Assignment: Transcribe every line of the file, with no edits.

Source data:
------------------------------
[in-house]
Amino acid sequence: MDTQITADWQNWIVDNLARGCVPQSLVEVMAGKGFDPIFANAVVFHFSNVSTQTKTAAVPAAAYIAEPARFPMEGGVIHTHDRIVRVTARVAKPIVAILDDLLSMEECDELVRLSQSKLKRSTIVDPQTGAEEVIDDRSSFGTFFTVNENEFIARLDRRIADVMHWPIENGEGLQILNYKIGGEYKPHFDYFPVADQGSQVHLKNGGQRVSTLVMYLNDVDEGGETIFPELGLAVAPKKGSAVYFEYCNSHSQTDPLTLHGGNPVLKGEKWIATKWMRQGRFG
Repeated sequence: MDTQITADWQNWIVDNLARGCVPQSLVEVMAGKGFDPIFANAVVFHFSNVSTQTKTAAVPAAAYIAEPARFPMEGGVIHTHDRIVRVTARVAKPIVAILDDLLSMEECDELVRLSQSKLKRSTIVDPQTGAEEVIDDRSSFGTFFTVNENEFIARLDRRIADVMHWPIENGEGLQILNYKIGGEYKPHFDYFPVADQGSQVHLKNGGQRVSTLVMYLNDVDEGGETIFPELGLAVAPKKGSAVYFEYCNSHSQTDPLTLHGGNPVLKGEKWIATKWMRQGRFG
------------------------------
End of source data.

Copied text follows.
[in-house]
Amino acid sequence: MDTQITADWQNWIVDNLARGCVPQSLVEVMAGKGFDPIFANAVVFHFSNVSTQTKTAAVPAAAYIAEPARFPMEGGVIHTHDRIVRVTARVAKPIVAILDDLLSMEECDELVRLSQSKLKRSTIVDPQTGAEEVIDDRSSFGTFFTVNENEFIARLDRRIADVMHWPIENGEGLQILNYKIGGEYKPHFDYFPVADQGSQVHLKNGGQRVSTLVMYLNDVDEGGETIFPELGLAVAPKKGSAVYFEYCNSHSQTDPLTLHGGNPVLKGEKWIATKWMRQGRFG
Repeated sequence: MDTQITADWQNWIVDNLARGCVPQSLVEVMAGKGFDPIFANAVVFHFSNVSTQTKTAAVPAAAYIAEPARFPMEGGVIHTHDRIVRVTARVAKPIVAILDDLLSMEECDELVRLSQSKLKRSTIVDPQTGAEEVIDDRSSFGTFFTVNENEFIARLDRRIADVMHWPIENGEGLQILNYKIGGEYKPHFDYFPVADQGSQVHLKNGGQRVSTLVMYLNDVDEGGETIFPELGLAVAPKKGSAVYFEYCNSHSQTDPLTLHGGNPVLKGEKWIATKWMRQGRFG